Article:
Jul 9 – 13, 2018
Sofia, Bulgaria
Europe/Sofia timezone

Fast online reconstruction of short-lived particles with KF Particle Finder in the CBM experiment

Jul 10, 2018, 4:00 PM
Sofia, Bulgaria

Sofia, Bulgaria

National Culture Palace, Boulevard "Bulgaria", 1463 NDK, Sofia, Bulgaria
Poster Track 1 - Online computing Posters


Maksym Zyzak (GSI)


The future heavy ion experiment CBM at the FAIR facility will study the QCD phase diagram in the region of high baryon chemical potential at relatively moderate temperatures, where a complex structure is predicted by modern theories. In order to detect possible signatures of this structures, the physics program of the experiment includes comprehensive study of the extremely rare probes like charmed particles, dileptons, multi-strange particles and their antiparticles. Thus, the operation scenario assumes extremely high interaction rates of up to $10^{7}$ collisions per second. Having no clear signatures for the hardware trigger, CBM will perform the full event reconstruction online including the stage of short-lived particles reconstruction.

The KF Particle Finder package was developed to solve this task. The package searches for more than 100 decay channels covering signals from most of the physics cases of the CBM experiment: strange particles, strange resonances, hypernuclei, low mass vector mesons, charmonium, and open-charm particles. The package provides rich functionality for reconstruction of short-lived particles including reconstruction of decay trees. Based on the Kalman filter mathematics, it allows to estimate not only the parameters, but their errors as well.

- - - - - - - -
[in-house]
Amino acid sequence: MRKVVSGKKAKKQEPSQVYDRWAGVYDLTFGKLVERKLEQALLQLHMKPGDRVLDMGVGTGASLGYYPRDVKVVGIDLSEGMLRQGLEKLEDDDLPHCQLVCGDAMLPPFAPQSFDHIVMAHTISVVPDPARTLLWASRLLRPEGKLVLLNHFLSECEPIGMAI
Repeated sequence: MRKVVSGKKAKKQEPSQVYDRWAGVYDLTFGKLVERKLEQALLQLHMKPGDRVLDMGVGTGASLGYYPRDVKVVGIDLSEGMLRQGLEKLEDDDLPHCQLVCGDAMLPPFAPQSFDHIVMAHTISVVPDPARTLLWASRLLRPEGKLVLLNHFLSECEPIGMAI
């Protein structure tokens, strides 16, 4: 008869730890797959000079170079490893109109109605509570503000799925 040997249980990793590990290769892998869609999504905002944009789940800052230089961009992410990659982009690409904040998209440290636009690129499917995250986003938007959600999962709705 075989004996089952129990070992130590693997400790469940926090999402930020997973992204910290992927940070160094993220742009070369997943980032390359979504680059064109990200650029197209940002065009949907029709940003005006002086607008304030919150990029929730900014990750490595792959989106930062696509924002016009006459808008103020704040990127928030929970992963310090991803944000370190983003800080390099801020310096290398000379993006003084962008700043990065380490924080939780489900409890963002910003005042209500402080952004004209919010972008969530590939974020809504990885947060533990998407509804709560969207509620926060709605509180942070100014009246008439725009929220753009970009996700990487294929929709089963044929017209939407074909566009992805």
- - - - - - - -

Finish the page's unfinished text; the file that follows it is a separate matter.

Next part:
For fast operation the algorithms for particle reconstruction were optimised with respect to speed keeping the same reconstruction quality and efficiency. The KF Particle Finder package was fully SIMDised and parallelised. For better utilisation of the computational power of modern processing units all calculations were implemented in single precision. Also, tools for track fitting to prepare the input data were SIMDised and parallelised. The performance of KF Particle Finder on many-core computing architectures is presented and discussed.

Primary authors

Maksym Zyzak (GSI) Prof. Ivan Kisel (Johann-Wolfgang-Goethe Univ. (DE)) Vassiliev Iouri (GSI)

Presentation materials